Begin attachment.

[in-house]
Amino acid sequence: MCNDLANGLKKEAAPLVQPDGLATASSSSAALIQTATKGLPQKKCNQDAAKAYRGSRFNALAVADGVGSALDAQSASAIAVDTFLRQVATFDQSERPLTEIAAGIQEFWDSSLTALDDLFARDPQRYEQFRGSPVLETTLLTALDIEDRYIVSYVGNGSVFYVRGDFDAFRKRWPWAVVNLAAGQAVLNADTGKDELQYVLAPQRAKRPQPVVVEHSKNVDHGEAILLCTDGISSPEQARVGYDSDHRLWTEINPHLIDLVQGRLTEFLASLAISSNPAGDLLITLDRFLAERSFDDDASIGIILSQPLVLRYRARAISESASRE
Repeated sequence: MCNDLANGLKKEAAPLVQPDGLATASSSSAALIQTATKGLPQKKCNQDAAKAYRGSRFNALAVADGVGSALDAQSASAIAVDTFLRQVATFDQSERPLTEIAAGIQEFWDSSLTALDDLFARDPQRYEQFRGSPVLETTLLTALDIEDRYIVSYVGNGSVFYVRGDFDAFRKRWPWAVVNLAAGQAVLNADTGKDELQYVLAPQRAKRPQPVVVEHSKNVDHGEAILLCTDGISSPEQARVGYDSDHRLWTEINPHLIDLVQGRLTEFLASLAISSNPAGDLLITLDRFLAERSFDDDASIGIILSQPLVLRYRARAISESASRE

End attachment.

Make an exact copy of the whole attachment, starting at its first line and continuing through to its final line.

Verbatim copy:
[in-house]
Amino acid sequence: MCNDLANGLKKEAAPLVQPDGLATASSSSAALIQTATKGLPQKKCNQDAAKAYRGSRFNALAVADGVGSALDAQSASAIAVDTFLRQVATFDQSERPLTEIAAGIQEFWDSSLTALDDLFARDPQRYEQFRGSPVLETTLLTALDIEDRYIVSYVGNGSVFYVRGDFDAFRKRWPWAVVNLAAGQAVLNADTGKDELQYVLAPQRAKRPQPVVVEHSKNVDHGEAILLCTDGISSPEQARVGYDSDHRLWTEINPHLIDLVQGRLTEFLASLAISSNPAGDLLITLDRFLAERSFDDDASIGIILSQPLVLRYRARAISESASRE
Repeated sequence: MCNDLANGLKKEAAPLVQPDGLATASSSSAALIQTATKGLPQKKCNQDAAKAYRGSRFNALAVADGVGSALDAQSASAIAVDTFLRQVATFDQSERPLTEIAAGIQEFWDSSLTALDDLFARDPQRYEQFRGSPVLETTLLTALDIEDRYIVSYVGNGSVFYVRGDFDAFRKRWPWAVVNLAAGQAVLNADTGKDELQYVLAPQRAKRPQPVVVEHSKNVDHGEAILLCTDGISSPEQARVGYDSDHRLWTEINPHLIDLVQGRLTEFLASLAISSNPAGDLLITLDRFLAERSFDDDASIGIILSQPLVLRYRARAISESASRE